It is about time that those of us in high risk category NOT go quietly into the night, but use a bullhorn to roar our demands. We have worked our whole lives to make this country, state and county a better place thru our careers and our tax dollars and I’ll be damned if I will turn meek and mild because those in our community demand their so-called freedom of choice.

  3. Avatar Karen says:

    So well expressed! And Shelley’s contribution made it a tear-jerker for me. Our Country has passed laws that boil down to forcing people to be considerate of others….we don’t smoke in public, drive drunk, or let people in our cars fail to buckle up. It is so sad that without enforceable laws some people just can’t behave ethically. I guess the enforceable law of the virus could be removing one from the living. I would never ever have thought that this pandemic could become political, but here we are! Thanks, Doni and Shelley!

  4. Avatar Candace says:

    I’m 100% with you Doni and Shelly. I also have loved ones refusing to wear masks which I have to say doesn’t make me feel very loved; or respected. I recently joined a local restaurant review FB group and while it’s great to learn about a lot of places I’d not heard of before, I only saw one mention “there’s some social distancing” in their place of business. No specifics. Disappointing. Hopefully I just missed it and some are posting specifics. I read a review of an out-of-state restaurant recently re-opening; the customers call beforehand to make reservations (outside dining) and are not allowed to wait in line in close proximity to others and not for extended lengths of time. Masks are required and worn by customers and employees alike. Employees wear gloves as well. Menus and tablecloths have been switched out for disposable ones and tossed after each use; same with flatware which for the time being has changed to plastic (not ideal; but…virus). Tables are set farther apart than before and occupancy has been reduced to accommodate half as many customers as before the virus. So far they’re booked solid. I emailed them to thank them for caring about both their customers and staff, making the effort to do things as safely as possible when making the decision to open back up and wished them all well while hoping no-one gets ill or dies. I immediately received a heart-felt “thank-you” email from their manager in return. Caring about others is never a bad thing.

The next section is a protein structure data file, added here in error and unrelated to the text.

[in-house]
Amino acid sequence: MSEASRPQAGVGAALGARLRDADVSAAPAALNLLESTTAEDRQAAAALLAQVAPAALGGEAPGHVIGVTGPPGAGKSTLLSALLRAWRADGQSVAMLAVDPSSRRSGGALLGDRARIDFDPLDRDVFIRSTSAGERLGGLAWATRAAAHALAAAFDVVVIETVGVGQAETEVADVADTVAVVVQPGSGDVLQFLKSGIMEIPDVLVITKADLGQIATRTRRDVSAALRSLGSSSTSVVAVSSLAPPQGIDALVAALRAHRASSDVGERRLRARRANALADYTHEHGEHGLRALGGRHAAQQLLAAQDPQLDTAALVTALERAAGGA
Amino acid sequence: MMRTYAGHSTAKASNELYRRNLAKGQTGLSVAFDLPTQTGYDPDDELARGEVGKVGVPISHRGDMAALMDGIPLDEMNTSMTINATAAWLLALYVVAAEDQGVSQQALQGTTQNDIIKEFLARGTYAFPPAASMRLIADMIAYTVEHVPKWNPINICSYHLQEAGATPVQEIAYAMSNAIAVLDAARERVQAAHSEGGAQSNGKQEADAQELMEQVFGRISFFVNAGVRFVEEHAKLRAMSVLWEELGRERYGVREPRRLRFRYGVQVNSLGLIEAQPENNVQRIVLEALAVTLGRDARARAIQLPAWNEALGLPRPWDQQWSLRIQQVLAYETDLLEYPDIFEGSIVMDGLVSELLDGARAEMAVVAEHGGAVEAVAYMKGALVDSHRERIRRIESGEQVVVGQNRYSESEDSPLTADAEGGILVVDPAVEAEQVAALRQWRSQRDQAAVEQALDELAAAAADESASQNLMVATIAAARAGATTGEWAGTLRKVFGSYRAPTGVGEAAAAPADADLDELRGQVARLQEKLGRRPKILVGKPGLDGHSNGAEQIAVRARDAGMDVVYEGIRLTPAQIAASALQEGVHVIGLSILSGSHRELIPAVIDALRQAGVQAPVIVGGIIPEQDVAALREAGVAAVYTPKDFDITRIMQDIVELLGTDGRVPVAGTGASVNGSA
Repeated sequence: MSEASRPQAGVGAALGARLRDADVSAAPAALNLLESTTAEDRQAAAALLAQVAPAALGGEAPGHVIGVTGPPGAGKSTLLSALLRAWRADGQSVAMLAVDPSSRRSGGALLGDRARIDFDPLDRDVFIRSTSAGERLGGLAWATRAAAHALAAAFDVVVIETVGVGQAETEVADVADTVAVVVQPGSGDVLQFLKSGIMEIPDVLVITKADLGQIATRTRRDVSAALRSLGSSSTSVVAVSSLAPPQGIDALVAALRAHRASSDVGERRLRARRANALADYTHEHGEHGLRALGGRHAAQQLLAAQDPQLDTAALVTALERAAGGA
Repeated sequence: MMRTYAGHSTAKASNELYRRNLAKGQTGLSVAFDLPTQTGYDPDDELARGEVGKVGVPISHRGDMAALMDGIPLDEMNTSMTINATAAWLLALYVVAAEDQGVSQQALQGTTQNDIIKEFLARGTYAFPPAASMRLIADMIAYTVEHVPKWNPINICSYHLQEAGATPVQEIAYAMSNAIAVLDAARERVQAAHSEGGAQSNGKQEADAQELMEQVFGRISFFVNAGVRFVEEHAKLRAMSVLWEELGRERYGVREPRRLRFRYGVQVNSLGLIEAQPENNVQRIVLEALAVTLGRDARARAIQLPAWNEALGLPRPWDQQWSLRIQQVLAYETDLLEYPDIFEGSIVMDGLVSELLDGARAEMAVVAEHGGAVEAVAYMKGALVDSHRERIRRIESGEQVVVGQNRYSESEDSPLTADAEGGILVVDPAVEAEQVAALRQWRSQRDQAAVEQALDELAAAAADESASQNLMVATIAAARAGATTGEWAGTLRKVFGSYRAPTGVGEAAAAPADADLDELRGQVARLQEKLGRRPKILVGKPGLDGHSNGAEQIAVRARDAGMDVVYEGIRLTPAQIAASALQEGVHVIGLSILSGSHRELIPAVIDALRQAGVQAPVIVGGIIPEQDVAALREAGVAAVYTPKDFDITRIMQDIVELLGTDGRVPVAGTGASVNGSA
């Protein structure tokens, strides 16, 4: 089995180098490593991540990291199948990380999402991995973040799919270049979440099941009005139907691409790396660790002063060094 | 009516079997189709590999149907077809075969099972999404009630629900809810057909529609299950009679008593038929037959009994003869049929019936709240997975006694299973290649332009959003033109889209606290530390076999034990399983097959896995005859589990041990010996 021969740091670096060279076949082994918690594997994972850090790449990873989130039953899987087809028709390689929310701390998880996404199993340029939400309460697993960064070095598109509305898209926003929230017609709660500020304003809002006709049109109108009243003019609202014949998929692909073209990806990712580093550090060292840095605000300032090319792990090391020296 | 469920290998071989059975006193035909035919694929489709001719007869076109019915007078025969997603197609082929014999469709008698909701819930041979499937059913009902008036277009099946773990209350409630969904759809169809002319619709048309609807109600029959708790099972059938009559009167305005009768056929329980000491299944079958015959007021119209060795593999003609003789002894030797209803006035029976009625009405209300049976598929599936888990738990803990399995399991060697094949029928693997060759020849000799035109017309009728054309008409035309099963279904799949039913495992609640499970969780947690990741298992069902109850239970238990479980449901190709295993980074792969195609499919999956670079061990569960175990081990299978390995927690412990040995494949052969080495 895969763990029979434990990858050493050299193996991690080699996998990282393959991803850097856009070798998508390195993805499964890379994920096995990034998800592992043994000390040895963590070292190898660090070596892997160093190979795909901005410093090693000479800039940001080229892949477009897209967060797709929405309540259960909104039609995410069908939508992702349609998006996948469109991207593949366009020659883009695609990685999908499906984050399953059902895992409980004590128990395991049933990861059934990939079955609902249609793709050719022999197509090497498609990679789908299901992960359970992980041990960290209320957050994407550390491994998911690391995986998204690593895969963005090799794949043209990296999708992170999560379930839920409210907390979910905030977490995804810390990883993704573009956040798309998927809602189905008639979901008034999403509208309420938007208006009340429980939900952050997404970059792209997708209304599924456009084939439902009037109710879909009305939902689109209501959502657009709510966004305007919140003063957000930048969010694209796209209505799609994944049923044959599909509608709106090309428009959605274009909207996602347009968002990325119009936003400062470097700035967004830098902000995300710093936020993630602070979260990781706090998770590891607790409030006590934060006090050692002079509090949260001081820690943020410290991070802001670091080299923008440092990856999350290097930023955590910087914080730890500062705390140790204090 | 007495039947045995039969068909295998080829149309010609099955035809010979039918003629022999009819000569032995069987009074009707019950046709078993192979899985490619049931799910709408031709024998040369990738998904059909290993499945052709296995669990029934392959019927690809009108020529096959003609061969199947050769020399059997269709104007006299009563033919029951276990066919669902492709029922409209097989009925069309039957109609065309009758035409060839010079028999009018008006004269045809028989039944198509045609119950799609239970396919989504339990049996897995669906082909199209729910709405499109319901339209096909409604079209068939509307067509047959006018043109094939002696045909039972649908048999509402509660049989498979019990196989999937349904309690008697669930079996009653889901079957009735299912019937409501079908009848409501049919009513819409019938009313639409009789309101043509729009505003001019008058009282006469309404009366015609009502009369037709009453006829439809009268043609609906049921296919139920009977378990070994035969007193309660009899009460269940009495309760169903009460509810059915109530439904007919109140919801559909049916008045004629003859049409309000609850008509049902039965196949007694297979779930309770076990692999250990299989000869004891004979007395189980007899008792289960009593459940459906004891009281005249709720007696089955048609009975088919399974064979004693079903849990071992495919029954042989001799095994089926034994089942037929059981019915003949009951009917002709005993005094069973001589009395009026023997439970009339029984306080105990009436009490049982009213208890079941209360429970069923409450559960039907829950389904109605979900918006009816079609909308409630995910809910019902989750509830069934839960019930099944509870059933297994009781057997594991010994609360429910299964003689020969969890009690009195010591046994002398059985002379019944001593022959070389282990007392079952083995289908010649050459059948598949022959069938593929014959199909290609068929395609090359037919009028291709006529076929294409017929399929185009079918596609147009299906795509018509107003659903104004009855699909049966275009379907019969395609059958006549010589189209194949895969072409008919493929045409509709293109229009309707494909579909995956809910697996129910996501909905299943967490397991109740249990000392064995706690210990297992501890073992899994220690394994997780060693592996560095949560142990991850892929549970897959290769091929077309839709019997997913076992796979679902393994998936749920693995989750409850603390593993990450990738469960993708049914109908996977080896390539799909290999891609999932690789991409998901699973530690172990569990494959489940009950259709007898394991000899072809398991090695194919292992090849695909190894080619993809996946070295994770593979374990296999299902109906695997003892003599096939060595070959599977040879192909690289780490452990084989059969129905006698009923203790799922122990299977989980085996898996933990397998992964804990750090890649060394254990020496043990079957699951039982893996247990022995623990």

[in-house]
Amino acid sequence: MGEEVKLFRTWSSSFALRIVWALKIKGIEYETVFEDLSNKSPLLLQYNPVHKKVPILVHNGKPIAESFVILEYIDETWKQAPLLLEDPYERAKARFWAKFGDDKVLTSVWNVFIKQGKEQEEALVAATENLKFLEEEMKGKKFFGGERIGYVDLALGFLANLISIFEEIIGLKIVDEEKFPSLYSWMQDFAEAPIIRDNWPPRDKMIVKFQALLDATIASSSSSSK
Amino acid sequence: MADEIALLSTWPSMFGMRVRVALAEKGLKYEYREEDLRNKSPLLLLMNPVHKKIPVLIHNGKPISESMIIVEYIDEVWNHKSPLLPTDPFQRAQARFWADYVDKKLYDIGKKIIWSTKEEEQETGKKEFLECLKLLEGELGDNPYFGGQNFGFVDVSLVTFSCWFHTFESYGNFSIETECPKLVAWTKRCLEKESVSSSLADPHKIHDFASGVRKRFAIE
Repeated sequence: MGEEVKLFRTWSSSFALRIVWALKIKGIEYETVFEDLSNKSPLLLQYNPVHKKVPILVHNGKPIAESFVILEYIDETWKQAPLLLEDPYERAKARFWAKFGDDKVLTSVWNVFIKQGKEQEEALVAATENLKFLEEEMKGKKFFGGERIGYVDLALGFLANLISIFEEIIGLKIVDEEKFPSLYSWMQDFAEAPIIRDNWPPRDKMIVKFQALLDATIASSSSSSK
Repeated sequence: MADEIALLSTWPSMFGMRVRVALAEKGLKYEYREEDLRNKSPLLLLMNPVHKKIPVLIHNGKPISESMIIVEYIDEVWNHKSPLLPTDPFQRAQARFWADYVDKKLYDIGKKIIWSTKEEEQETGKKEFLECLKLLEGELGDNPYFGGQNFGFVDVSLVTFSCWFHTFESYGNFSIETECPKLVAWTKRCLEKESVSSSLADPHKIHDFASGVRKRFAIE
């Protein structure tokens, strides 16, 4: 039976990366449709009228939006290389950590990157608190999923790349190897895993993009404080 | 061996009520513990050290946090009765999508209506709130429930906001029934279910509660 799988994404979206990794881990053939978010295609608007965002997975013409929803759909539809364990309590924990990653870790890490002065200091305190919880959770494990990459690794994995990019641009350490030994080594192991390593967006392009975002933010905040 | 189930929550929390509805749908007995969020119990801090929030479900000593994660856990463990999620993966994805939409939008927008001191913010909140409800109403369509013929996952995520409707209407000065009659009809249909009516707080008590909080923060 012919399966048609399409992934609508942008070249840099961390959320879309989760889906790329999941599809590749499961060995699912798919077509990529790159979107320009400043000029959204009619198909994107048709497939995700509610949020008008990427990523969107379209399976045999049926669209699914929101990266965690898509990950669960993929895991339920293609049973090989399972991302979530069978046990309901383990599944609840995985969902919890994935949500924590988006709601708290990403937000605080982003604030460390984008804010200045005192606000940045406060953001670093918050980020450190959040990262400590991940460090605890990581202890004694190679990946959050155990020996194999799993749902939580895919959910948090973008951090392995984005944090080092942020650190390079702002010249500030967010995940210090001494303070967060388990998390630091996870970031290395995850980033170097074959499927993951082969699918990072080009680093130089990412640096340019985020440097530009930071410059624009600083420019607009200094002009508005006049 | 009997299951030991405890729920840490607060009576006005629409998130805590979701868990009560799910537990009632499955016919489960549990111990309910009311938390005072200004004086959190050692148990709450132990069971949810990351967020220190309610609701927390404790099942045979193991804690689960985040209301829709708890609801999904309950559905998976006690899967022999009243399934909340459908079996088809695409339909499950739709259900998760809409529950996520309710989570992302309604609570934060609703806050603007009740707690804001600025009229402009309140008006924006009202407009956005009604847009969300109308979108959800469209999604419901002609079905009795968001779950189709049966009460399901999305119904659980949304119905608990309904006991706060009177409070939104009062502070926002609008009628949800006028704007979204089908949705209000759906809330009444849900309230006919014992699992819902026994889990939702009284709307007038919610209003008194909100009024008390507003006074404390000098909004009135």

5. Avatar Ann Webber says:

    Oh my goodness! My heart breaks for the loss of Matt! Life is so unfair.

    I’m behind you 100% on this. It’s what we used to call common courtesy. And we do need to remember where businesses stand on this issue.

  6. Avatar Denise says:

    I’m so grateful to Shelly for sharing her “Commie Liberal” story.

    What it’s done for me is to mentally rehearse what I could retort with. Today it finally struck me that if someone “came at me” with that very statement, I could very well pee my pants laughing. To quickly break it down, I’d deduce in nanoseconds that I’m certainly not a chicken. I could be a commie. I have tons of liberal beliefs. So what’s so bad here?

    I certainly wasn’t there, nor am I in Shelly’s head to have known what did trigger her indignation and confusion. His tone? Body language?

    We can agree, it was an ignorant, presumptuous thing to say.

    And again, I’m so glad she shared her angst. Lots of things to consider here.

    Weird times and I want to stay kind to ALL. I’m all in to wear a mask, but at least twice, I’ve shown up without one and gone into stores anyway.

  7. Steve Towers Steve Towers says:

    I refuse to rear a mask. I’m not afraid the bug is gonna get me. I’m a non-conformist. I’m for freedom. Nobody’s gonna tell me what to do. I’m not a plandemic-supporting libtard. I’m not part of a flock of sheeple.

    Most of all, none of my buddies are wearing masks. I can’t wear a mask and have ‘em saying I’m a petunia!

    Oooh, me too! I’m a rugged individualist, too!

    • Avatar GeriC says:

      Great, you’re not afraid of the ‘bug’. But at this point you know have to know that you can unintentionally carry the bug to other people. Your individuality in this instance is nothing more than selfishness. Like a toddler stomping his feet at having to wear a jacket when it’s 30 degrees out, or a nine year old trying to define his independence by refusing to wear a seat-belt.

      Being a civil member of society means that we follow rules, yeah, people tell us what to do.
      We have speed limits, laws against drinking and driving, social rules about standing for the National Anthem.

      Being a patriotic rugged individualist means sacrifice for the greater good. This isn’t all about you. It’s about being pulling up your big boy panties and doing what’s right for all.
      Don’t be a selfish snowflake.

  8. Avatar Ed Marek says:

    Friends tell me most businesses in the bay area enforce mandatory mask use.

    Are there any responsible businesses in Shasta County, that do so?

  9. Joanne Snyder Joanne Snyder says:

    Thank you Doni and Shelly. I agree with your logical and commonsense perspective about wearing masks during this time. It’s not like we’ve never worn masks before: during the horrible Carr and Delta Fires the blanketed this area with smoke or while visiting friends with compromised imune systems in ICU. Steve made me laugh because I know people who think the way he described. They won’t wear masks and they’ve never owned an umbrella. Those are for sissies. “Most of all, none of my buddies are wearing masks..”